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Numbers, Numbers, Numbers–Which Ones Should You Track and What Do They Mean?


Michelle Shaeffer - Making Business Simple bloggerLearning to understand your website statistics can help you improve your website for visitors, measure if your promotional strategies are working, and find new opportunities to promote your business.

How can you measure your website statistics?
There are two common ways to measure this important information.

One is with software that analyzes the server logfiles. Each time someone visits your site the server records detailed information about the visitor and what they did on your website. With software like Webalyzer or AWStats that information is put into a form you can easily read and understand. Many website hosts offer this software already installed on their servers and available to clients through a cPanel or Plesk administrative area.

The second way to keep track of your stats is with a javascript added to all of your pages that sends info to another server each time a visitor loads a page, such as Google Analytics or Crazy Egg. With these services you sign up, then they provide a small snippet of code for you to copy and paste into your web pages.

You may want to combine both methods to get a better overall picture of who is visiting your website and what they’re doing.   (Note: If you’d like a basic overview of how to track your website statistics, try this post.) 

What do the terms mean?
Hits: Each request for a file from a server is counted as a hit. This is an often misunderstood term. It does not mean you’ve had 5,000 people visit your site if you have had 5,000 hits. If your page has one html file and five images on it, then each time a visitor loads the page it would count as six hits.

Page Views: How many times a “page” as defined in log analysis has been loaded. This is more accurate than hits because it will only count the .html or .php files instead of every image on a page.

Unique Visitors: This is an even more useful piece of information than hits or page views. Unique visitors tracks how many different computers have visited your website.

Number of Visits: How many unique sessions were logged. The way this one works is that if a visitor comes to your site today, and then again in a week, that would be counted as two visits.

Spiders Visited: Some tracking/analysis software is able to show you which “spiders” from search engines visited your site. This is an easy way to see if your site is being indexed by different search engines.

Top Pages: Which pages are the most popular on your website? Look for the top pages section of your stats to see what visitors are most interested in.

Connect to Site From or Search Phrases Used: This may be called something different depending on what software or analyzer you’re using but most will include a section allowing you to see how visitors found you. It will show if they’ve followed a link from another website, a search engine, or typed in your URL directly.

HTTP Status Codes: Your analyzer may also show you if your visitors got 404 or other errors. Watch this section to see if you’ve got a broken link or other problem somewhere on your website that you need to fix.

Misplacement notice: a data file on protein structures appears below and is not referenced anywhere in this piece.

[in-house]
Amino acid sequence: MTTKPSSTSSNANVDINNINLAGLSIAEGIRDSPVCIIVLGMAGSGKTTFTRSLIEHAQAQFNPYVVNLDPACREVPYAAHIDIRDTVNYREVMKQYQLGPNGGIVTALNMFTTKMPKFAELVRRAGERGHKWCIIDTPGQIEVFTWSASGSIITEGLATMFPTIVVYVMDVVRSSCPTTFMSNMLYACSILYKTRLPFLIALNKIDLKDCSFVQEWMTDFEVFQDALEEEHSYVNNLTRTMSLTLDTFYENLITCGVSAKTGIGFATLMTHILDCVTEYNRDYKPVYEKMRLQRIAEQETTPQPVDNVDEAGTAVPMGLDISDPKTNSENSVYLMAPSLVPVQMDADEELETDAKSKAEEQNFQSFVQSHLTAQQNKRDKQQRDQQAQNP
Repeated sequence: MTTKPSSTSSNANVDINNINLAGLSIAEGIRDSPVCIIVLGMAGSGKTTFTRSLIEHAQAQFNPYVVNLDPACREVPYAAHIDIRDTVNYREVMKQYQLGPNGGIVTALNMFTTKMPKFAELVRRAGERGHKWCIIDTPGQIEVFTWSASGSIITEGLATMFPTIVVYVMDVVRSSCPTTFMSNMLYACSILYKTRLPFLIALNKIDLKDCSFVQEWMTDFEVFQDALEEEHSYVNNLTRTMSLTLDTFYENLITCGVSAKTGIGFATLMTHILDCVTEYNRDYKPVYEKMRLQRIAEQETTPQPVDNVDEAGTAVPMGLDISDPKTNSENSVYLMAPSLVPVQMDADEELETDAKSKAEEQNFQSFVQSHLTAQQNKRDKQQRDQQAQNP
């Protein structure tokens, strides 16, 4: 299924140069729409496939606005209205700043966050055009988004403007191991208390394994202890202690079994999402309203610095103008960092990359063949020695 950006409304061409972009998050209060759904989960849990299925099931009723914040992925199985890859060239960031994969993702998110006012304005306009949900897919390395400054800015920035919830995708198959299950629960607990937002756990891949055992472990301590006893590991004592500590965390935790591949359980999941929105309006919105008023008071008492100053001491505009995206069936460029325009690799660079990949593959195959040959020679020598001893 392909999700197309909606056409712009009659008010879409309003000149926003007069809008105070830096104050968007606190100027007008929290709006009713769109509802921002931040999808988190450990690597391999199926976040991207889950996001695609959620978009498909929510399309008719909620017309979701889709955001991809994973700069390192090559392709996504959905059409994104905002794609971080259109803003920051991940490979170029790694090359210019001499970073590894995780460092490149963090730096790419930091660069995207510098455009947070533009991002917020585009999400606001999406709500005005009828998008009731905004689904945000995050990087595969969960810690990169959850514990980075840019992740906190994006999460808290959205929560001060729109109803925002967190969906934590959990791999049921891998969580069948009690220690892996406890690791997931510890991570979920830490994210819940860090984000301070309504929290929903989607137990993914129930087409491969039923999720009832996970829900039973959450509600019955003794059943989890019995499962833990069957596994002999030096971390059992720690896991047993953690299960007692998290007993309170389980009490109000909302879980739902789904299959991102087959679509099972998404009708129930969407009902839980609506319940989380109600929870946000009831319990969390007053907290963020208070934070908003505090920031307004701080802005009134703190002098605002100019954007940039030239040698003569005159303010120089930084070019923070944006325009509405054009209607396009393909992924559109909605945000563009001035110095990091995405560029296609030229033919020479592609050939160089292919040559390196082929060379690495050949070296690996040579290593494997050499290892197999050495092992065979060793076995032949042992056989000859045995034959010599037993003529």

What metrics should you watch?
Some of the basic things you want to watch are:

  • Conversion rates: What % of visitors to a sales page made purchases? There’s plenty of information available on how to optimize sales pages for better conversion rates. Once you have a base measurement of your current conversion rate, start making small changes to your copy, headlines, and other page elements then watch for a change in the conversion rate to see whether changes helped.
  • Page views per visit: How many pages does each visitor look at? If this number is very low – one or two – then visitors aren’t being engaged enough or finding what they were looking for.
  • Monthly unique visitors: Is the number growing over time? Your traffic should be going up! If it’s not, time to review your promotional tactics and strategies to see where you can focus on improving.

What can you do with all that information?
Website statistics offer you a wealth of information — use it to your advantage!

Here are some easy ways to use your website statistics to build your business:

  • Contact sites that refer visitors/link to your site and send them a thank you note.
  • Offer sites who’ve published your articles “priority notice” of future articles you release for reprint. With permission, email your articles directly to the interested sites so your articles are easier for them to publish.
  • Watch the popular pages of your website then focus on building those pages with better copywriting, promote affiliate products, etc.
  • Look for trends in the type of websites that are referring visitors to your site and use it to better target your marketing efforts.


About the Author: Michelle Shaeffer has been a work at home mom for more than 10 years and loves to share the tips and strategies she’s learned to help other home based business owners balance, manage, and market their businesses. Connect with her at

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